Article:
psychoPEDIA: Inside the Outpost

Bathing in Primordial Soup
A Review of Hotel Kabuki and O Izakaya Lounge

I craved infinite pools way before they were the ideal of luxuriant swimming. Maybe it's the longing for the good old days that arouse my craving for overflowing waters. And I mean the massive olden days when a very great grandma Ardipithicus ramidus launched herself from the primordial soup. I suspect there is some vague genetic echo of longing for that pure abundance of sloshing water, which means more than just, Dude, check out how well off we are, we can waste water! I think it's pleasing because, in our deep unconscious, we equate it with moving on up to the East Side, Darwin-style – lifestyles of survival of the fittest! We evolved out of the vast roiling ocean, and it's nice to be reminded of where we came from, like an evolutionary Jenny from the Block – when a tub overflows, I am Laura from the Sea.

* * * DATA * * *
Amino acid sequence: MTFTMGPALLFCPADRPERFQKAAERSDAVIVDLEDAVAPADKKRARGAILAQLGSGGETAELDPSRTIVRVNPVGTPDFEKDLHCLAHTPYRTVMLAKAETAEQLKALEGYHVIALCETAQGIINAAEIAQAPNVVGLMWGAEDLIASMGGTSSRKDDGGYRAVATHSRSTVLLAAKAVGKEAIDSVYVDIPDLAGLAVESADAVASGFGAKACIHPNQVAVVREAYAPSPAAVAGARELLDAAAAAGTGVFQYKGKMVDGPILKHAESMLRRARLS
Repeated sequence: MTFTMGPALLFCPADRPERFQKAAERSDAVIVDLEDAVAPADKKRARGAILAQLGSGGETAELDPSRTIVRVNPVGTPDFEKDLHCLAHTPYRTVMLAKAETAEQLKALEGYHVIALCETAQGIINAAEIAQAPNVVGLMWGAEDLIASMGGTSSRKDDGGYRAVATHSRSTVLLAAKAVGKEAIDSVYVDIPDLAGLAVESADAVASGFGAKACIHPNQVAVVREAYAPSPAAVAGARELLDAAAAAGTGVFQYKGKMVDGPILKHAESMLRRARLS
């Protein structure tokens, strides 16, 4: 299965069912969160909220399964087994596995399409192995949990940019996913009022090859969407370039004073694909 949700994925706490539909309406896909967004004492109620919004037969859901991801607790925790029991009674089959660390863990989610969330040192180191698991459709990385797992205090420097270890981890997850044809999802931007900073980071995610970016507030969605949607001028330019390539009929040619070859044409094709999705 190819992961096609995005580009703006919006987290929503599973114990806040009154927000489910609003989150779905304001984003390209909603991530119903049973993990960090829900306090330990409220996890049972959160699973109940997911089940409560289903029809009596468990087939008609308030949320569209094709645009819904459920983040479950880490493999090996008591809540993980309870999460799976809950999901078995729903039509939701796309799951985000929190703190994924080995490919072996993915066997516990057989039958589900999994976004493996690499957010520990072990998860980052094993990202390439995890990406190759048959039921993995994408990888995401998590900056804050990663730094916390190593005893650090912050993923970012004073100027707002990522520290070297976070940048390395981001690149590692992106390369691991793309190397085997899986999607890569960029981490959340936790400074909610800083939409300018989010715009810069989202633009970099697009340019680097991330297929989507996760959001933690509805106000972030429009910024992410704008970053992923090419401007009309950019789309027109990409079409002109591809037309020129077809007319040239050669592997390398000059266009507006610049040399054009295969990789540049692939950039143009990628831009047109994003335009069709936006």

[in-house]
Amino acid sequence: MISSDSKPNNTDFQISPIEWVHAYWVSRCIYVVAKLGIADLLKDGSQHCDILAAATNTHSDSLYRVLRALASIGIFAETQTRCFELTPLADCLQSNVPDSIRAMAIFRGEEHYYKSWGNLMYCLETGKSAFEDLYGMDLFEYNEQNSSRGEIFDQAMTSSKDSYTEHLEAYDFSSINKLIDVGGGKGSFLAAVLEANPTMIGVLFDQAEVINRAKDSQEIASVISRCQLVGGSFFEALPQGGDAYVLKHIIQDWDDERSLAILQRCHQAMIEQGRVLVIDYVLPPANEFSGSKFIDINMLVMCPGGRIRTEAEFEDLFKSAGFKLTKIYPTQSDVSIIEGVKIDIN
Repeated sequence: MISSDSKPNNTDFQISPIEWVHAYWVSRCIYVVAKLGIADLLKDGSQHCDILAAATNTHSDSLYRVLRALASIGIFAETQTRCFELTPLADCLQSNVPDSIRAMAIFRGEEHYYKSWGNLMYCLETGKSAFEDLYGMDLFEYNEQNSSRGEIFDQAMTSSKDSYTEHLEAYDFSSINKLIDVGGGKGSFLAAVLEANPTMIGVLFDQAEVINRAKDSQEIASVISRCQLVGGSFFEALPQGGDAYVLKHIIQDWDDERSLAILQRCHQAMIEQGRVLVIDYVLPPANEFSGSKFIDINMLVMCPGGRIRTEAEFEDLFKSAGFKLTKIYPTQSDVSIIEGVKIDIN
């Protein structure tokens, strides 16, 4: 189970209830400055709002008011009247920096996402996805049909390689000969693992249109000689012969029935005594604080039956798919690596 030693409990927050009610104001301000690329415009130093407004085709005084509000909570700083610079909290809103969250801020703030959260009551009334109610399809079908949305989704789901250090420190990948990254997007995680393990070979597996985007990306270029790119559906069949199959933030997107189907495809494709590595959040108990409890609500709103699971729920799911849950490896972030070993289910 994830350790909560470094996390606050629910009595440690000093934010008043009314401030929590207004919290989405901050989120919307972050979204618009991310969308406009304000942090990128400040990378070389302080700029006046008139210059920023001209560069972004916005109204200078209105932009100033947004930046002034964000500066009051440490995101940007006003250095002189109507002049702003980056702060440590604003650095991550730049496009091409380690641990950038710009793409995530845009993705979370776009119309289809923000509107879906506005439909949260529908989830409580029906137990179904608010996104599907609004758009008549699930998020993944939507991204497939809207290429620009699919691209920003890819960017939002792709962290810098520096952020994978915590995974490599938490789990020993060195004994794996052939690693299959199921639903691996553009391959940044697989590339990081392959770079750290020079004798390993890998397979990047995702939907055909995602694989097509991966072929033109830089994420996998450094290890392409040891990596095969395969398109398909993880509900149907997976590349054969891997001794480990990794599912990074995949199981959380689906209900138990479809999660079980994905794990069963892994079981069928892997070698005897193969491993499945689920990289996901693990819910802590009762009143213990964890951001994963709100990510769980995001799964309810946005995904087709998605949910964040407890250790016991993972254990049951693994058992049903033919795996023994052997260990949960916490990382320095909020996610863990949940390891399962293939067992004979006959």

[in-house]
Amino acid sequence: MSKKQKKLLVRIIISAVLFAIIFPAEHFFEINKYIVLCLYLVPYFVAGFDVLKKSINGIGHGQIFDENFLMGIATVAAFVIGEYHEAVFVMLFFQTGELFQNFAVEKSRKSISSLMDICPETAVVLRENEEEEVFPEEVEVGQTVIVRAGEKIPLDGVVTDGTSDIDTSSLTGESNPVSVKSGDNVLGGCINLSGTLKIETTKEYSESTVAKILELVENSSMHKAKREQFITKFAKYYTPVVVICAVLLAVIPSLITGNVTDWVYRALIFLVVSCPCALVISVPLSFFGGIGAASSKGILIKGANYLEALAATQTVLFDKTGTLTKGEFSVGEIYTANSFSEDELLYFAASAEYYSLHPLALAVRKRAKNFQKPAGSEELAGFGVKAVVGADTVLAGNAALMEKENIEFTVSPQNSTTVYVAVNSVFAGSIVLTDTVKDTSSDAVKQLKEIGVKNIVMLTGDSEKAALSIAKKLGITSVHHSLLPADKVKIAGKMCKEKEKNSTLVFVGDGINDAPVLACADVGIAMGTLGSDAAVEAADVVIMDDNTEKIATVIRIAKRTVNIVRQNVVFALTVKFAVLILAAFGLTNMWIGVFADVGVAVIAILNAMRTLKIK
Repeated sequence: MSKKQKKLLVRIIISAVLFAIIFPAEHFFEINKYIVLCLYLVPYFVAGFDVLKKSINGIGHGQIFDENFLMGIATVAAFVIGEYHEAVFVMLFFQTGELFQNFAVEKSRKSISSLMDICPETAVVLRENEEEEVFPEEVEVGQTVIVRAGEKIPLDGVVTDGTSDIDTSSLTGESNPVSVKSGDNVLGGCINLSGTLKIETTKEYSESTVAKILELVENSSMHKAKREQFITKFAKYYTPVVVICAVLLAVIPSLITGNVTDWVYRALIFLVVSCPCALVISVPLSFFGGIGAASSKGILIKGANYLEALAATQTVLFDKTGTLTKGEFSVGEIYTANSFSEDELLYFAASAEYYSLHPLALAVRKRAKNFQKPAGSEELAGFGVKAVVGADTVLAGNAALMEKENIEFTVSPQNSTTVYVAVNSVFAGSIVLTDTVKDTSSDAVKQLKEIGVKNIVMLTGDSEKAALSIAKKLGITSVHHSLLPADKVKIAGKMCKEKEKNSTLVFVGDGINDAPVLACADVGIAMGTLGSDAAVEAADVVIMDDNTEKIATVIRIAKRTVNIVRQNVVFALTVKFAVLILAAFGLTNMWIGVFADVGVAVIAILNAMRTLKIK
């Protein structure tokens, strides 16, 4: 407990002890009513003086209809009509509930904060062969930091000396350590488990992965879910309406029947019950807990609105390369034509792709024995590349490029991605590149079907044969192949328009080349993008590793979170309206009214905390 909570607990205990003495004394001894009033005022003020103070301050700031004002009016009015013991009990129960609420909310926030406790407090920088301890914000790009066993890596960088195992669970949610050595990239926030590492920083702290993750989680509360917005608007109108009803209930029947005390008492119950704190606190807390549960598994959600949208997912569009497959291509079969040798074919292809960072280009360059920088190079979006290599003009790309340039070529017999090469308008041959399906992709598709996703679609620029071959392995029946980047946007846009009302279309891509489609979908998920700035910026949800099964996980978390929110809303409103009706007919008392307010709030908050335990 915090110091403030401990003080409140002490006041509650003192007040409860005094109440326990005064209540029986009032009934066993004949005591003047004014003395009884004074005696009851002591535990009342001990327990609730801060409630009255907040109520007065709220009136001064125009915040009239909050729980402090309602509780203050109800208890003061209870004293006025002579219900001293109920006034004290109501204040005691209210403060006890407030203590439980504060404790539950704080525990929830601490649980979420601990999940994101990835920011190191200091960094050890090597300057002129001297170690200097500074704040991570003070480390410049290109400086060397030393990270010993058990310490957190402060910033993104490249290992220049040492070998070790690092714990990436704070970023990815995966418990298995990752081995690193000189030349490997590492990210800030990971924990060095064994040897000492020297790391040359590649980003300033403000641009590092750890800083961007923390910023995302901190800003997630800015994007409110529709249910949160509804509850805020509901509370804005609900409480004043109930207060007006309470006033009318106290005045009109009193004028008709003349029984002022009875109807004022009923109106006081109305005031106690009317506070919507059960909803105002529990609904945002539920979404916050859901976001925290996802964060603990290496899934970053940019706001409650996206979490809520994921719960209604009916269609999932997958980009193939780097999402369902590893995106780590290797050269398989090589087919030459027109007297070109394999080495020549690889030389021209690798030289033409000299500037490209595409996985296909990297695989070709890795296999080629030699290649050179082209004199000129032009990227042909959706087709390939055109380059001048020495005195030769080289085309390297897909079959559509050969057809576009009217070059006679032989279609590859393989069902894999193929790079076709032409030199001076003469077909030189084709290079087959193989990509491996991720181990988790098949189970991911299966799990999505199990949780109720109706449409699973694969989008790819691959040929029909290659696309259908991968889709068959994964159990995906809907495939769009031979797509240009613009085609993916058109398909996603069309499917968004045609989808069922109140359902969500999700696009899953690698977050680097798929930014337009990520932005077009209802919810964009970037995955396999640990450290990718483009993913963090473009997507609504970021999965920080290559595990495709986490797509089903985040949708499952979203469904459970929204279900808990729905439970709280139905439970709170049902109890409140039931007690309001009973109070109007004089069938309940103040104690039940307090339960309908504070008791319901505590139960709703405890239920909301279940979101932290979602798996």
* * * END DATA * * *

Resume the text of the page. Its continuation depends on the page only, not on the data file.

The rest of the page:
Maybe my craving is just as simple as a desire to return to the womb and the constant flow of liquid. There is nothing to do but be nakedly warm, safe, and snuggly. In my momma's placenta sack, I was never troubled by any enraged superintendent banging on her belly and accusing me of causing a flood. But in the bathrooms in which I grew up, tubs were not meant to be turned into infinite pools, and the neighbors in the apartment directly below us furiously reminded my parents' insurance company of this fact...

I settle in the tub and the water starts flowing in. I am floating in a comatose state of abiogenetical bliss, only to awake from my reverie as my parents and the building superintendent bang on the bathroom door. I gasp in horror that my tub indeed runneth over – rushing the ramparts of my bath, streaming onto the floor tile – and it is clear that my waters have invaded the ceiling of the neighbors' bathroom below us, creating what I would regard as a lovely rainforest effect, but they have no appreciation for it.